Not on the casePolice held their first press briefing on their investigation into the death of a 21-year-old student from Chung-Ang University Medical School. Sohn Jung-min drowned along the waters of a riverside park in Banpo, southern Seoul, on April 30. The briefing had nothing new. Police only said they were following up on how he had come to fall into the river. The conclusion of drowning as the cause of his death came from an autopsy by the National Forensic Service.
The police said they were “thoroughly checking” testimony from witnesses. Although they could not find any connection to a crime, they promised to be investigating with “all possibilities” open. The police reiterated what had been known all along. It appeared to have hastily prepared the briefing amid escalating distrust in the police investigation.
Suspicions have risen on every new finding from CCTV footage of the site where the deceased went missing for five days before his body was found. Still, the police maintained that finding the truth was their first priority and refused to comment on the many suspicions floating about. While the police kept their mouths shut, fake news spread fast. Various scenarios and theories about a planned murder went viral.
The police may have lost the so-called golden time for an investigation, which means the hours right after a tragedy. The victim’s family called for quick evidence collection and an honest probe. Still the police dithered. They only began to track the missing phone of the victim’s friend a week later. Frustrated relatives filed a petition with the prosecution asking it to take up the case. One civilian investigating team argued that the police could have easily discovered the truth if it put just one tenth of its efforts hunting down a man charged with insulting President Moon Jae-in. The police seized his phone for three months for forensic study and chased him for a year.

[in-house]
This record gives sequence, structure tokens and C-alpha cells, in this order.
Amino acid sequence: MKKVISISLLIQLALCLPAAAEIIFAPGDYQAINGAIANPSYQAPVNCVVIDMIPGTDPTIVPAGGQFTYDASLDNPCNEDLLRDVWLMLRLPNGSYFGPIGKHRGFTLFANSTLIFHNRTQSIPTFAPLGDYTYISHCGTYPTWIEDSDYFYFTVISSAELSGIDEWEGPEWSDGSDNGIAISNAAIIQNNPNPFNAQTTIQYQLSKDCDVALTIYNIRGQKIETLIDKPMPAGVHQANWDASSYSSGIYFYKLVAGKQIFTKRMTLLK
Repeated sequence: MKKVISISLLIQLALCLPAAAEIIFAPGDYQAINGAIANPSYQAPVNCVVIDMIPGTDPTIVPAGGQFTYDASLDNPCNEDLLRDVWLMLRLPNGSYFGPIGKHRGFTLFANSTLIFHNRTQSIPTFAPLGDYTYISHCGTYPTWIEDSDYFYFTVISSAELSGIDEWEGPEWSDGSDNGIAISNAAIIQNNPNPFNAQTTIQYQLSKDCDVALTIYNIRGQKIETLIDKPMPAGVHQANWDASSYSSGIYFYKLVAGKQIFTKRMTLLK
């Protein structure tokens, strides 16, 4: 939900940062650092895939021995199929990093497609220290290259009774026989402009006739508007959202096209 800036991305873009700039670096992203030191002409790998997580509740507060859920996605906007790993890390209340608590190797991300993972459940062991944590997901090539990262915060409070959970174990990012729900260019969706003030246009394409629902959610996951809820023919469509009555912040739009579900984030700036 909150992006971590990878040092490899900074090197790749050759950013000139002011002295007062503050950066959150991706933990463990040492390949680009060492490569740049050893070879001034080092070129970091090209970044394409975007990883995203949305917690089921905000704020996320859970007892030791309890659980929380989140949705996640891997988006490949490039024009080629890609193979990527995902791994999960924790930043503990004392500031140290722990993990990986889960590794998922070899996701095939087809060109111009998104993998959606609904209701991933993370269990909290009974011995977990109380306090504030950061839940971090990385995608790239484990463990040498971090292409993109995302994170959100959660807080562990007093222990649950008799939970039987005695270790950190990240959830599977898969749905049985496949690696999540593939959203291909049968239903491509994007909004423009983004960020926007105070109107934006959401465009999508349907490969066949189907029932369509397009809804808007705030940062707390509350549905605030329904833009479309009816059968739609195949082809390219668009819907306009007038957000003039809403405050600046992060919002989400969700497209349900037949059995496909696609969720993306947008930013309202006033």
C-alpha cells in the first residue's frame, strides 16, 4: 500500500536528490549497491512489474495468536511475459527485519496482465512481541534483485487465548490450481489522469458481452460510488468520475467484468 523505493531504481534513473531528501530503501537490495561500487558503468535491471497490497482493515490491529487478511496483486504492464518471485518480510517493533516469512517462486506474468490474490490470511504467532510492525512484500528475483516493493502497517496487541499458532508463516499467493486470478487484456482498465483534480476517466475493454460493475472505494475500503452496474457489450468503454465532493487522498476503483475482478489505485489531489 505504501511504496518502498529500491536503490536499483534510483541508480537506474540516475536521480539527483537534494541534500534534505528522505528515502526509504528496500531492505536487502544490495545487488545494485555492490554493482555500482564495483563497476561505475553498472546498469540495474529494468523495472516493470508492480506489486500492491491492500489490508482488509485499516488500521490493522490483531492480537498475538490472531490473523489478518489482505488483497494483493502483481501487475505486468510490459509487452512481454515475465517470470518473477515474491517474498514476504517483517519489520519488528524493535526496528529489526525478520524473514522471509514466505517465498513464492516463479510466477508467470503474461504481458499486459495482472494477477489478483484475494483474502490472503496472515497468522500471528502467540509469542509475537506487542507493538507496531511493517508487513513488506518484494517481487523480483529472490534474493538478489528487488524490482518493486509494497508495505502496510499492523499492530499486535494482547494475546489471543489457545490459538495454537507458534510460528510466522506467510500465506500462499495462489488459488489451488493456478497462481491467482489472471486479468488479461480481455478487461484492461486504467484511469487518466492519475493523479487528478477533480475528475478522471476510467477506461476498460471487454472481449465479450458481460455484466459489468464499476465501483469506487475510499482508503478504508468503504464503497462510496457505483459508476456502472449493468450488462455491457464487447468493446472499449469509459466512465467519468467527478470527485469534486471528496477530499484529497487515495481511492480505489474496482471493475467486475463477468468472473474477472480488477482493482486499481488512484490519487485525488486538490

The Seocho District Police came under fire for lying about knowing that Vice Justice Minister Lee Yong-gu was a candidate for the head of the new Corruption Investigation Office for High-ranking Officials (CIO) when he assaulted a taxi driver.
If the police thoroughly investigated the suspicious death from the beginning, much of the agony of the family could have been saved.
The police must not neglect the relatives’ complaint that they cannot move on with their lives. The relatives said they will try harder to get to the bottom of the case. The police’s credibility is manifestly on the line.